The purpose of art is to encapsulate a slice of life in writing, painting, sculpture, or other medium and present it in a way that shows the human condition. Katherine Heiny has written a humorous and poignant novel that captures 17 years of Jane’s life between 2002 and 2019. We can see ourselves in Jane as she works through an ordinary life filled with the mundane, the tragic, and the sublime.
Heather Cox Richardson has the ability of great historians to say “see these events today?” and write a compelling narrative to explain how it started hundreds of years ago and continued to the current day. This book clearly spells out how the suppression and demonization of Blacks by 17th century southern land owners continued to be a successful way of the rich and powerful dominating the 21st century. Read the book, subscribe to her newsletter, or both.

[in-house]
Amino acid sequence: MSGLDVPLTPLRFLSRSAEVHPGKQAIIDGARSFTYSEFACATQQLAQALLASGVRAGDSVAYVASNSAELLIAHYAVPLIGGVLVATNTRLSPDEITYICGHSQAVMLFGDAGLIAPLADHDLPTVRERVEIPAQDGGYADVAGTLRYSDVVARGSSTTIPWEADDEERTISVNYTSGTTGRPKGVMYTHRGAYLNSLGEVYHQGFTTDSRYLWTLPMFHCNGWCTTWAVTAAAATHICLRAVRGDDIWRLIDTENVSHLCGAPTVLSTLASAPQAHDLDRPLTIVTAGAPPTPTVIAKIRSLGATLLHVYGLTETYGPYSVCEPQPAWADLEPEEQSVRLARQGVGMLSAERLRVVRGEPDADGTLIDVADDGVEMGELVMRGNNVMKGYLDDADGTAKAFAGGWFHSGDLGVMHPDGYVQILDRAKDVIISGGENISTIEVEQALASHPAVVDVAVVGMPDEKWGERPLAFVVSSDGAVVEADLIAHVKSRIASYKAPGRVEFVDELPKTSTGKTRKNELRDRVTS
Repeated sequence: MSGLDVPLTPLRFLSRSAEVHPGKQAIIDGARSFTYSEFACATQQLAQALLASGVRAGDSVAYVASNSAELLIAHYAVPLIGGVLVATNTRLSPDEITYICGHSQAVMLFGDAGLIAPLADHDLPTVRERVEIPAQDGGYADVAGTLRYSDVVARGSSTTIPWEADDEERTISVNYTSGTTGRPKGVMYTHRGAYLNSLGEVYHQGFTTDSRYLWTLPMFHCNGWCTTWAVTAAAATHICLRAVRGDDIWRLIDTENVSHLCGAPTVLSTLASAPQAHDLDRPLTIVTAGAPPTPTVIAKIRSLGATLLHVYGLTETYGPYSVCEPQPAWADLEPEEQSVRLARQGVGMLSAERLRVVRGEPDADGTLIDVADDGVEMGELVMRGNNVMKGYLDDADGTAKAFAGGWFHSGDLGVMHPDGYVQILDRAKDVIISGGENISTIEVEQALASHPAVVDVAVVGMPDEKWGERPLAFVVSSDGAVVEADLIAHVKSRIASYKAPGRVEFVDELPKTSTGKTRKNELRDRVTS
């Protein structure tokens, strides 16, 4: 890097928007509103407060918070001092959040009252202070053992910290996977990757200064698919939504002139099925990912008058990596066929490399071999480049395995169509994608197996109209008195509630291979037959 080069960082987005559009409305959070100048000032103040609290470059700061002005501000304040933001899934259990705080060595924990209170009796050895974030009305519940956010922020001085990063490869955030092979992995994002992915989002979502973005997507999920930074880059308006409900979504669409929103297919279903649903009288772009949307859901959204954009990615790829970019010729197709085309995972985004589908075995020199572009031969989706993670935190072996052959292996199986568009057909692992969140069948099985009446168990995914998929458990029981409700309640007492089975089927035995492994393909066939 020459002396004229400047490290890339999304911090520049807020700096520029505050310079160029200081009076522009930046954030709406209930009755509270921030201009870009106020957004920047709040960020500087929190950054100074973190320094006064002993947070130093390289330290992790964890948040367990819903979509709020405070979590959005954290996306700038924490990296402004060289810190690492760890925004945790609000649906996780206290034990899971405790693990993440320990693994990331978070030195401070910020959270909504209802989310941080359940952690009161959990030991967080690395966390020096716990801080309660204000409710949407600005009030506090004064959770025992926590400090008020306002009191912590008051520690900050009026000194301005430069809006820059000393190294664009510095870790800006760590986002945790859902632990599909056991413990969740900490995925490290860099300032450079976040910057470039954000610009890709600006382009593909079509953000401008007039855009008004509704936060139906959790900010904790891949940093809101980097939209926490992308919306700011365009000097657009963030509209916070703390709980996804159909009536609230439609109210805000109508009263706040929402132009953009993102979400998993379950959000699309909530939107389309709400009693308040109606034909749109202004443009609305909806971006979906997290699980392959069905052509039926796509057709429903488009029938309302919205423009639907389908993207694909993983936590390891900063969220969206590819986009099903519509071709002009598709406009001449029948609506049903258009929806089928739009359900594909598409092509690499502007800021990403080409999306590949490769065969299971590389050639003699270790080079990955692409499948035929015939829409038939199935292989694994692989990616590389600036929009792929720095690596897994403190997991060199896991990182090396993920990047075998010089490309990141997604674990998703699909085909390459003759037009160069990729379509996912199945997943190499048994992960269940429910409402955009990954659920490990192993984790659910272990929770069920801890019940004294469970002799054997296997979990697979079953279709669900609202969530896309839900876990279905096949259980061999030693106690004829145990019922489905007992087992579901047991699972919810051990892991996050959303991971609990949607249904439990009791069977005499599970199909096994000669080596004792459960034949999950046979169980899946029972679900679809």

When I was young I shied away from this story because I thought I knew it all from the movies and I thought Tiny Tim was sappy. But for the past couple of decades I have re-read this beautiful little book almost every Christmas and everytime I come away with a new insight; sometimes small, sometimes big.
It’s not too late to read it for Christmas this year. It’s a short book and can easily be read in an evening. When our kids were young we read it a once or twice in the lead up to Christmas; reading 1 chapter a night. The kids are all grown up now so I read it on my own.
The best book I’ve read all year.
Continuing my immersion into humor this summer, I read P.G. Wodehouse’s “The Code of the Woosters.” It’s at least the third time I’ve read it since 2011 and most likely the fifth or sixth overall. It’s my favorite Jeeves and Wooster story.